Holywell is situated in an area which is not greatly culturally diverse, therefore we place a great emphasis on promoting diversity with the children. Assemblies are regularly planned to address this issue either directly or through the inclusion of stories and celebrations from a variety of faiths and cultures. Our RE, PSHE Education and Citizenship teaching reinforce this. Members of different faiths or religions are encouraged to share their knowledge to enhance learning within classes and the school. Children visit places of worship that are important to different faiths.

Sadly, no school can guarantee that there will never be instances which are contrary to these values. We will actively challenge pupils, staff or parents expressing opinions contrary to fundamental British Values, including ‘extremist’ views.  At Holywell, such instances are extremely rare. They are treated seriously in line with School Policy.


Promoting British Values at Holywell


Grow Your Own National Competition

Launched in 2005, Grow Your Own Potatoes (GYOP) was one of the first primary school based growing projects. Since then it has become the largest of its kind with over 2 million children taking part in learning where potatoes come from, how they grow and that potatoes are a...
Posted On 10 Mar 2018
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Yr 6 – Maths and Science ‘Fractions Workshop’ at Waseley Hills School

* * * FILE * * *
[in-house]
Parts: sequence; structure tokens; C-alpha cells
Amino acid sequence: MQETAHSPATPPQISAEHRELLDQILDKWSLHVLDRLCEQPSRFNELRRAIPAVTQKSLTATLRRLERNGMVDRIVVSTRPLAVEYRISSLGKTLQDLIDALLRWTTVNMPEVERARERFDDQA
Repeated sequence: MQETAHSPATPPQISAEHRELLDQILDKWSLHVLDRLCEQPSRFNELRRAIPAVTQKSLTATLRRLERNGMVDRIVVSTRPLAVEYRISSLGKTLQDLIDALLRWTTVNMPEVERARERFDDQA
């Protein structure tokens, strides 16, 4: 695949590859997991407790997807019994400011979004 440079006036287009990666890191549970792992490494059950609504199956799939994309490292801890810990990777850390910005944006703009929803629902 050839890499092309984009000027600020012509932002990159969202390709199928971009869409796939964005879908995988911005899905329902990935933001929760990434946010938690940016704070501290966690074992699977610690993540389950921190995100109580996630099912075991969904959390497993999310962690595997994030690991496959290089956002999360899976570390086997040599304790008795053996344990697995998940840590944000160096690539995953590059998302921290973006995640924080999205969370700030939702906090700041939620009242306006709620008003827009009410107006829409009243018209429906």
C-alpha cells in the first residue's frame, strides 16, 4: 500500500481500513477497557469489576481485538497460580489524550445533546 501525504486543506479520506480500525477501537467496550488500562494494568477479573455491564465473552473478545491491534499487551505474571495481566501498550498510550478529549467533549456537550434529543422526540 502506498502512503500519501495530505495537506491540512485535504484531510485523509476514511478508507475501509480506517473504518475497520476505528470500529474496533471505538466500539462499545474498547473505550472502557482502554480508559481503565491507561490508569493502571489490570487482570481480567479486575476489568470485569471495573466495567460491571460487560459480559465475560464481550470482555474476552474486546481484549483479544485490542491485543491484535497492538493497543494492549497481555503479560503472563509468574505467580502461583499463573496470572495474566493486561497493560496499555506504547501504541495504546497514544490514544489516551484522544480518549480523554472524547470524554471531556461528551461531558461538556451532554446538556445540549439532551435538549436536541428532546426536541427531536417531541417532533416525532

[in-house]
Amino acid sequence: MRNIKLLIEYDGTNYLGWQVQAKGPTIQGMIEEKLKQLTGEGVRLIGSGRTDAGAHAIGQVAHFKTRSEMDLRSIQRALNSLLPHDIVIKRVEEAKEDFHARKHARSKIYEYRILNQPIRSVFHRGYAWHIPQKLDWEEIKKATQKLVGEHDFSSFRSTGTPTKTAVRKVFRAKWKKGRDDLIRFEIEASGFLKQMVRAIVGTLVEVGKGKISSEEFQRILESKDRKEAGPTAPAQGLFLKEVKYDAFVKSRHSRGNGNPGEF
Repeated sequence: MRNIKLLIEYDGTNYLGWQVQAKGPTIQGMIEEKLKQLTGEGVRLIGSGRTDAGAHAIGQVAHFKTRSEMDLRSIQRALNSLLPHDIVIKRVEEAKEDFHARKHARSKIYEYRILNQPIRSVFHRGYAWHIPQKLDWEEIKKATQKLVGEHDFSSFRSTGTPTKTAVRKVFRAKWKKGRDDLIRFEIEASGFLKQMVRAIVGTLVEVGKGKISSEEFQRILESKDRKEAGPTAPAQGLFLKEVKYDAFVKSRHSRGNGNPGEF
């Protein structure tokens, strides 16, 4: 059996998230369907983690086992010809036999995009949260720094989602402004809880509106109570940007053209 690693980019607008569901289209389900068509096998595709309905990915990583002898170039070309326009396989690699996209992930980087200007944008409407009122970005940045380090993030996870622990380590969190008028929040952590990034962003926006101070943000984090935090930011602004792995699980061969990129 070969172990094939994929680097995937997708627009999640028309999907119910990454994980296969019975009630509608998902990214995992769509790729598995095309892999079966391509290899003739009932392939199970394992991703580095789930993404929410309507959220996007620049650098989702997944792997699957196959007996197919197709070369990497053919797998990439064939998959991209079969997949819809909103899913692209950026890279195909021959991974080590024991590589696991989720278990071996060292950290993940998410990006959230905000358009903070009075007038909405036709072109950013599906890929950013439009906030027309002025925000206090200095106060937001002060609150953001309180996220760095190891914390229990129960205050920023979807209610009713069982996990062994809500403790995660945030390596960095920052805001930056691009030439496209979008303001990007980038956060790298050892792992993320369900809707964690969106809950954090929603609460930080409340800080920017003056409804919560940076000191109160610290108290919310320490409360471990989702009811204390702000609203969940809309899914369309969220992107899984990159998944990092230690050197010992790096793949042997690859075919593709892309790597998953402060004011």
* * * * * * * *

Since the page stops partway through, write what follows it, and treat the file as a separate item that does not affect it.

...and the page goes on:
Year 6 attended a ‘Fractions Workshop’ at Waseley Hills School and had a super morning. The children focused on  key vocabulary and strategies through a range of fractions maths challenges and impressed the teachers with their knowledge! They then applied their...
Posted On 01 Feb 2018

Meet our Stick People!

We have been enjoying reading Stickman by Julia Donaldson this week.  Today we designed and made our own stick people.  I wonder what ordeals they may face in the classroom tomorrow?  
Posted On 23 Nov 2017
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This week at Forest School…

This week at Forest School will built shelters for some wild animals.  We love Forest School!
Posted On 06 Oct 2017
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Year 1 build shelters at Forest School

This week we built shelters at Forest School to protect us from the rain.  What do you think of them?
Posted On 29 Sep 2017
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Y1 Learn their Number Bonds

We have been learning all about number bonds in maths this week.  We made paper chains to show the number bonds to 10. We love singing this song!  
Posted On 29 Sep 2017
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Dear Zoo

This week in English we have been reading and retelling the story Dear Zoo by Rod Campbell. We had lots of fun acting the story out.  We then wrote our own version and shared our stories with our friends.  
Posted On 29 Sep 2017
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How do polar bears keep warm?

Today we investigated the question ‘How do polar bears keep warm?’  We all thought that it was because they have a thick fur coat.  To find out we put a thick warm glove on our hands and plunged it into a bowl of icy water.  It did not feel warm!  The gloves got wet...
Posted On 26 Sep 2017